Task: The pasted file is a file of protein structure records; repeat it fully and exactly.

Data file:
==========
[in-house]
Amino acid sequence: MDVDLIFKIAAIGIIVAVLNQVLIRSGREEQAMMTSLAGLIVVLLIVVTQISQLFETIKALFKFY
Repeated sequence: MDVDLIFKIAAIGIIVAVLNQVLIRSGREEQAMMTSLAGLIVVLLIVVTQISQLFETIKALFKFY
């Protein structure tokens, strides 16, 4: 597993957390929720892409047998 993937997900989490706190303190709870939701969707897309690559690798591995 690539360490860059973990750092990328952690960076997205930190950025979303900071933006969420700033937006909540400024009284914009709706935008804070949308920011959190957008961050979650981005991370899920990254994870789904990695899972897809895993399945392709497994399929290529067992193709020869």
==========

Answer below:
[in-house]
Amino acid sequence: MDVDLIFKIAAIGIIVAVLNQVLIRSGREEQAMMTSLAGLIVVLLIVVTQISQLFETIKALFKFY
Repeated sequence: MDVDLIFKIAAIGIIVAVLNQVLIRSGREEQAMMTSLAGLIVVLLIVVTQISQLFETIKALFKFY
């Protein structure tokens, strides 16, 4: 597993957390929720892409047998 993937997900989490706190303190709870939701969707897309690559690798591995 690539360490860059973990750092990328952690960076997205930190950025979303900071933006969420700033937006909540400024009284914009709706935008804070949308920011959190957008961050979650981005991370899920990254994870789904990695899972897809895993399945392709497994399929290529067992193709020869």